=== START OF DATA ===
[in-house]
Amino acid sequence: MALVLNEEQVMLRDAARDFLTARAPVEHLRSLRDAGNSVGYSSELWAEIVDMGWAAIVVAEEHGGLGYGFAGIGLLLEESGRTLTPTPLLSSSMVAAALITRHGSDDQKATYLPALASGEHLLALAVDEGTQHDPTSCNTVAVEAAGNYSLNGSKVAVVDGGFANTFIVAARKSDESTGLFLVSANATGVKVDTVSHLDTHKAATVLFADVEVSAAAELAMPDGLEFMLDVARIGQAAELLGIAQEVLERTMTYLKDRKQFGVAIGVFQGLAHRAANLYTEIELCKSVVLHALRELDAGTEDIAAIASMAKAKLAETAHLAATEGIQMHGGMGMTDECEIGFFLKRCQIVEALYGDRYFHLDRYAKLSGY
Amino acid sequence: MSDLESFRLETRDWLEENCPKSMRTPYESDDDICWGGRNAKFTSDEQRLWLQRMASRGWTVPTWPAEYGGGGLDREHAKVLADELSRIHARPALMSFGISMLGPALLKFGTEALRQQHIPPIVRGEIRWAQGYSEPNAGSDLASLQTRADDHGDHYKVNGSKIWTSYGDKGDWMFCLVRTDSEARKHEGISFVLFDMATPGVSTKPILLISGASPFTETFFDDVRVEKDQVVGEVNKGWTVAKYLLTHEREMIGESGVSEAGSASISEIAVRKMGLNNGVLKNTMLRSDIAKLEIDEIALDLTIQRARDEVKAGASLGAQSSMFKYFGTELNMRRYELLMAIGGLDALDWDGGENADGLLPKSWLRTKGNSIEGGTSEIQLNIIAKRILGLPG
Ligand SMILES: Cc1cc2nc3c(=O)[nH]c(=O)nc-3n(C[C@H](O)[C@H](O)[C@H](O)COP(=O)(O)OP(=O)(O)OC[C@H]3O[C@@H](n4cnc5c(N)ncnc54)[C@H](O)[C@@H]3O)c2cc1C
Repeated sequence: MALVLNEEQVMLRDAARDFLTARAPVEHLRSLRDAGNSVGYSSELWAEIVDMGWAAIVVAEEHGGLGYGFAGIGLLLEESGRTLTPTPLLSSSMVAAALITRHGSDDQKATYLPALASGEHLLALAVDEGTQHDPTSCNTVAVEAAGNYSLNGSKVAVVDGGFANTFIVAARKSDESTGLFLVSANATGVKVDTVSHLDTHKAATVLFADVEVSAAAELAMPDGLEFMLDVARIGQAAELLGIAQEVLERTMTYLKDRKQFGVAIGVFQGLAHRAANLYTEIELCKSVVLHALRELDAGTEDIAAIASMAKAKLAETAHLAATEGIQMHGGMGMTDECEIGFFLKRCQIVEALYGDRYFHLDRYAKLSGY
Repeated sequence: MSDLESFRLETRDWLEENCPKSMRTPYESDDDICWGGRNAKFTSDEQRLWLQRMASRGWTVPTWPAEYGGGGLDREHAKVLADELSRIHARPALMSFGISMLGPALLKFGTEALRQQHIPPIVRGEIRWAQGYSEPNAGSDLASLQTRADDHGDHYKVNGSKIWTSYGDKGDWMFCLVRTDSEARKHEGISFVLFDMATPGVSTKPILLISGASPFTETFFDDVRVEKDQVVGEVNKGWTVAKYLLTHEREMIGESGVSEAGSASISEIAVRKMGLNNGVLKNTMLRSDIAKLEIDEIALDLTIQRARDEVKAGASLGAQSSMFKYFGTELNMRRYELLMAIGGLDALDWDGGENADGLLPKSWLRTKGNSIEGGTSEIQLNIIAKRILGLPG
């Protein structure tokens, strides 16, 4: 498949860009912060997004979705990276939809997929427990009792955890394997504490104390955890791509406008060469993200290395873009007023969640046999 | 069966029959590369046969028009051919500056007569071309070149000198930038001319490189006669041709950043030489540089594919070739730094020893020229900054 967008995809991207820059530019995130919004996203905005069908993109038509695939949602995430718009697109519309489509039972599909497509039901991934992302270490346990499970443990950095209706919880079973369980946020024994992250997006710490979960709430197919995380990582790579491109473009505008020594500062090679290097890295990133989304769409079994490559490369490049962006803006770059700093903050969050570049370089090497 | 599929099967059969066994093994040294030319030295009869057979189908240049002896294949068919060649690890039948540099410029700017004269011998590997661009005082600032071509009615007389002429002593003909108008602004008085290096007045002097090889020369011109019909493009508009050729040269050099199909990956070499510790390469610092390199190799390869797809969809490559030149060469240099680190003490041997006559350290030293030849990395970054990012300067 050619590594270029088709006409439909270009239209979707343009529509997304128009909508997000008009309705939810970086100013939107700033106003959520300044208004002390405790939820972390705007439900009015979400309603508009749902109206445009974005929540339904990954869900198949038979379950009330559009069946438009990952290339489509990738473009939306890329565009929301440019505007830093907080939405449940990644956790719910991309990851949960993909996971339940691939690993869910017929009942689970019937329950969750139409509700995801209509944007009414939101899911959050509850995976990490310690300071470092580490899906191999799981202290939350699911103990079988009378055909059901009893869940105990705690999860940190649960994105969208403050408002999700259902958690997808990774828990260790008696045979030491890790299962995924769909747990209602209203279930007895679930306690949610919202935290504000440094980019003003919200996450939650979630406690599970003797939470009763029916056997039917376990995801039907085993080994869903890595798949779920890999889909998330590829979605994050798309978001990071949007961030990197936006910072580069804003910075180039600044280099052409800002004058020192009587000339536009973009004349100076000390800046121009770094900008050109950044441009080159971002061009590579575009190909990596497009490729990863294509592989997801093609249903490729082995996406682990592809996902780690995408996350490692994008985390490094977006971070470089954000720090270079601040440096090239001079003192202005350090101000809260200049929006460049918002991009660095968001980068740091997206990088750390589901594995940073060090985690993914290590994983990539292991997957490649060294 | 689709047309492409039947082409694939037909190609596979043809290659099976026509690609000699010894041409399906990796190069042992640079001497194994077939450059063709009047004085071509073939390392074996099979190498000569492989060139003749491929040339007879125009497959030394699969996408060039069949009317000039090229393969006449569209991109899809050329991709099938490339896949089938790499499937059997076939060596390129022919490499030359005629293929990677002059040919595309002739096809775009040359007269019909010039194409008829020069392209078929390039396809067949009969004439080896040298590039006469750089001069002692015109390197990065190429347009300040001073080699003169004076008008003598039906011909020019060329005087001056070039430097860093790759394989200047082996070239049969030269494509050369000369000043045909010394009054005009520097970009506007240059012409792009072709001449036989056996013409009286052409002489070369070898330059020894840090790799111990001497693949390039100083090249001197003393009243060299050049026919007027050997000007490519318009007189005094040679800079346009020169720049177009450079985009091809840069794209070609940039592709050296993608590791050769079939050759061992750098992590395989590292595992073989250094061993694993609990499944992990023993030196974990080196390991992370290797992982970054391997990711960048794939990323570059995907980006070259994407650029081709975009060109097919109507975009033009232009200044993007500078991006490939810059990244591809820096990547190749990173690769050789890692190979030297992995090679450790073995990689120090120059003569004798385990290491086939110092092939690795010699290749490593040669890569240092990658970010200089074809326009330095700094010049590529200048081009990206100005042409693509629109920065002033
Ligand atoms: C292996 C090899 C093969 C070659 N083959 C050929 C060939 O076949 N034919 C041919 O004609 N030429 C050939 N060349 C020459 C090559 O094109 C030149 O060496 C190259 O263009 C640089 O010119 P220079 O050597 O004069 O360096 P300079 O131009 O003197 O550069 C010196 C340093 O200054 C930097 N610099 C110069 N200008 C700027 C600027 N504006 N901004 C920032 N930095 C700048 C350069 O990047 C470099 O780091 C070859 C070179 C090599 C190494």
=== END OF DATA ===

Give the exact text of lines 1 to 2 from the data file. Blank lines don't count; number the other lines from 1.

[in-house]
Amino acid sequence: MALVLNEEQVMLRDAARDFLTARAPVEHLRSLRDAGNSVGYSSELWAEIVDMGWAAIVVAEEHGGLGYGFAGIGLLLEESGRTLTPTPLLSSSMVAAALITRHGSDDQKATYLPALASGEHLLALAVDEGTQHDPTSCNTVAVEAAGNYSLNGSKVAVVDGGFANTFIVAARKSDESTGLFLVSANATGVKVDTVSHLDTHKAATVLFADVEVSAAAELAMPDGLEFMLDVARIGQAAELLGIAQEVLERTMTYLKDRKQFGVAIGVFQGLAHRAANLYTEIELCKSVVLHALRELDAGTEDIAAIASMAKAKLAETAHLAATEGIQMHGGMGMTDECEIGFFLKRCQIVEALYGDRYFHLDRYAKLSGY